by Max Brantley
TO THE CLINTON SCHOOL POLITICAL ANIMALS CAUCUS:
Election Day Predictions:
Barack Obama will be elected President of the United States and by a comfortable margin. My final electoral count is 338-200 giving Obama the toss up states of Colorado, Florida, Ohio, Pennsylvania and Virginia. He could make it 339 with a win in one of Nebraska's Congressoinal Districts. John McCain will carry Arkansas. I also give him North Carolna, though it could go Senator Obama's way in a landslide. In fairness to Senator McCain,--- the fact that 90 percent of the American people think the country is headed in the wrong direction and President George W. Bush is more unpopular than President Richard Nixon the night before he resigned to avoid impeachment-- the odds have been against him from the beginning. President Bush even voted absentee to avoid the publicity of casting a public vote, and Vice President Cheney's Wymong endorsement of Senator McCain quickly turned into a television ad for Senator Obama. That was not the closing argument Senator McCain had hoped for and respectfully, the Vice President should have stayed in Washington and away from the cameras.
Senator McCain's choice of Sarah Palin as his running mate temporarily ignited the Republican conservative base, but the excitement was short-lived and other than drawing larger crowds than Senator McCain, Governor Palin ended up hurting more than helping. Large majorities believe she is not qualified to be President.
The best line of the 2008 campaign came in late August from Clinton School student Nicholas Hall: "I'm impressed. It took John McCain only one interview to pick a Vice President. It took me three interviews to get a server's job at Ruby Tuesday." .
Governor Palin's inexperience further highlighted concerns associated with Senator McCain's age and health..
The economic crisis also aided Senator Obama. Senator McCain's bizarre decision to suspend his campaign and return to Washington to supposedly orchestrate bailout legislation proved to be a fatal political error. Senator Obama never again lost the lead in the polls.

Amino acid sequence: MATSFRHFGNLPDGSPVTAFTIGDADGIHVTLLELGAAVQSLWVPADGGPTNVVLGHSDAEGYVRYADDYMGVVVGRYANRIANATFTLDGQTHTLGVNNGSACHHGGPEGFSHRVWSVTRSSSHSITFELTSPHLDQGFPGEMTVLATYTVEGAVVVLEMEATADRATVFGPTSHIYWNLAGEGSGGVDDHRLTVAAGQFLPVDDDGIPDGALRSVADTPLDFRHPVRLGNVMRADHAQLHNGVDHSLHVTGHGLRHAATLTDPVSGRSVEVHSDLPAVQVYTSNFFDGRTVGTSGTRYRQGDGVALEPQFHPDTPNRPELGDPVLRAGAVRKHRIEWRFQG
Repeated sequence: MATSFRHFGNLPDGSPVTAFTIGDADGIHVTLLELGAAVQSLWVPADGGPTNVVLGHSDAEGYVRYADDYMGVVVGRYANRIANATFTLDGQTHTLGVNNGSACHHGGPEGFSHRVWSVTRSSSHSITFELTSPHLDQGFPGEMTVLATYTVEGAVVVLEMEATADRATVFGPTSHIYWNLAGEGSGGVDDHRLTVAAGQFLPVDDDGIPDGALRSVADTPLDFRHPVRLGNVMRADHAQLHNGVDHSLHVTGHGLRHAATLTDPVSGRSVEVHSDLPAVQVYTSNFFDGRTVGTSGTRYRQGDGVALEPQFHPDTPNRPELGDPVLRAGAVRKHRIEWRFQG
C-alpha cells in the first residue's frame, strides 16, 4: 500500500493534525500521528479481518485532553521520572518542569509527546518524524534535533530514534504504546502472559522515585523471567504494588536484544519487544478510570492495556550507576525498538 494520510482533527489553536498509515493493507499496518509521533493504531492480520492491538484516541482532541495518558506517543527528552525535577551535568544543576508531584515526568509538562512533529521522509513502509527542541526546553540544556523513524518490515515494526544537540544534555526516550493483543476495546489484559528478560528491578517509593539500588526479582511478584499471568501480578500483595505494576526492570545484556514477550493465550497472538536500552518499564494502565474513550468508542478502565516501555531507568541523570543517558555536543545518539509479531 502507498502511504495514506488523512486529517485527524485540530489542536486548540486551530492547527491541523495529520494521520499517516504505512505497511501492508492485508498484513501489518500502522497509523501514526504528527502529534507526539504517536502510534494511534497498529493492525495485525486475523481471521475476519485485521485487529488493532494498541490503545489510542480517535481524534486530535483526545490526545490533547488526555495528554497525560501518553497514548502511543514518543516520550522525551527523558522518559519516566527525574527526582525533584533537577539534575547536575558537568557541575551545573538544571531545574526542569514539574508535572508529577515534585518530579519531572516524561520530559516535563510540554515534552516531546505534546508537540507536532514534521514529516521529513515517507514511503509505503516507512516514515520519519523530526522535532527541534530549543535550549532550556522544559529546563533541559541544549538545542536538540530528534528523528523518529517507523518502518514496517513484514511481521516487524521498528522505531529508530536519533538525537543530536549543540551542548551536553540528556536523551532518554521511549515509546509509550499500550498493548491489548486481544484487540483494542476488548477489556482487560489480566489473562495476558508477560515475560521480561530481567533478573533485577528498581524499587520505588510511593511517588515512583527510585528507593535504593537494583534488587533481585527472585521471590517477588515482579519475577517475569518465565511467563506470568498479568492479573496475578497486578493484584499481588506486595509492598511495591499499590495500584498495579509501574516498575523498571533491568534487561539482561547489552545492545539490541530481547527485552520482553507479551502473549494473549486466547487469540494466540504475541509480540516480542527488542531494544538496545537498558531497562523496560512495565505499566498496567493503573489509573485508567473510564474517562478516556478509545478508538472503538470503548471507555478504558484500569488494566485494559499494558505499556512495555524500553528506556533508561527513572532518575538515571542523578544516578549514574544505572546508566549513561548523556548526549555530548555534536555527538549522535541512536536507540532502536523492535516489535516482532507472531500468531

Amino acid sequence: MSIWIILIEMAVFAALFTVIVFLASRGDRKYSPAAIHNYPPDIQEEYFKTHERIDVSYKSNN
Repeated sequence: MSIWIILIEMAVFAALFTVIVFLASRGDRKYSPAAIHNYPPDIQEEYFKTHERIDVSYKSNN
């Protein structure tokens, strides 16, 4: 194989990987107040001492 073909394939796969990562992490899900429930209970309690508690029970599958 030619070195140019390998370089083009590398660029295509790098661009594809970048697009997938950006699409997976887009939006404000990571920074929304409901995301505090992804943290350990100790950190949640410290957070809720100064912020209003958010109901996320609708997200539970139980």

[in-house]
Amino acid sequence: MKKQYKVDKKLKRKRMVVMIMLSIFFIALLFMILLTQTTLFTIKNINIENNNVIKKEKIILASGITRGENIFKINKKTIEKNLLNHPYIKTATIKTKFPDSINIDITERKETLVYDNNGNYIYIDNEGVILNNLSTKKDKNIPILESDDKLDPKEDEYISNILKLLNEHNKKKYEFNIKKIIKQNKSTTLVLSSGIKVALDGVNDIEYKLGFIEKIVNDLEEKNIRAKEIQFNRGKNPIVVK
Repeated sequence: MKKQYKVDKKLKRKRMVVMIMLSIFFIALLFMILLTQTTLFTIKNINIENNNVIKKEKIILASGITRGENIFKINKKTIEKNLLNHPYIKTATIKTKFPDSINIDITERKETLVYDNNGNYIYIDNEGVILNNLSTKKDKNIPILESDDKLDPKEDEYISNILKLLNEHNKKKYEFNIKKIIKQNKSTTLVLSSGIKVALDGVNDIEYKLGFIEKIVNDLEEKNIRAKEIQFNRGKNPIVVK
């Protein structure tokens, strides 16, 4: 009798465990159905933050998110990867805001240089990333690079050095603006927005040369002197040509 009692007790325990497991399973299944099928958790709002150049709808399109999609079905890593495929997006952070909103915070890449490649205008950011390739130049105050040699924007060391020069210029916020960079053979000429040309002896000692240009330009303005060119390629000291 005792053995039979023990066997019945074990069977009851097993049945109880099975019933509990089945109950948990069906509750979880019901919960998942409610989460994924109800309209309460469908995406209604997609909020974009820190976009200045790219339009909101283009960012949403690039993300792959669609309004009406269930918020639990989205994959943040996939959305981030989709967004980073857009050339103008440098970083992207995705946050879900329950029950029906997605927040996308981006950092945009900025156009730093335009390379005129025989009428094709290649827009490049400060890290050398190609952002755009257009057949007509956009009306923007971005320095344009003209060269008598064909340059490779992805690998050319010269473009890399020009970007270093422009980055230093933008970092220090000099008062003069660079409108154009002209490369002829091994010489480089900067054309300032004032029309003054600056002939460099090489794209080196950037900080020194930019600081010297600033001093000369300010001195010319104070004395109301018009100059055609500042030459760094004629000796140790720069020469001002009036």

Senator Obama's big win actually was in the semifinals when he defeated Hillary Clinton for the Democratic nomination. Had she won the Democratic nomination, Senator Clinton no doubt would have defeated Senator McCain too--probably by an even larger margin than Senator Obama will Tuesday. She certainly deserves praise for her dedicated efforts for Senator Obama.
In addition to the Presidential campaign, I'm following an Arkansas issue with great interest.
I cast my ballot on the first day of early voting. and I voted for the Arkansas lottery--the proceeds of which will go to higher education scholarships. Since Arkansans are already flocking in large numbers to border states to purchase lottery tickets, I believe we should establish our own form of Hope Scholarships like those created by the highly successful Georgia state lottery. I have favored a lottery for college scholarships for many years because Arkansas, unfortunately, ranks 50th in the number of bachelor degrees and 50th in the number of master degrees. Student loan debt is a major contributor to these low numbers and more scholarships are needed. They've certainly made a big difference in Georgia. These new Arkansas scholarships should be made available to some medical school and law school students too.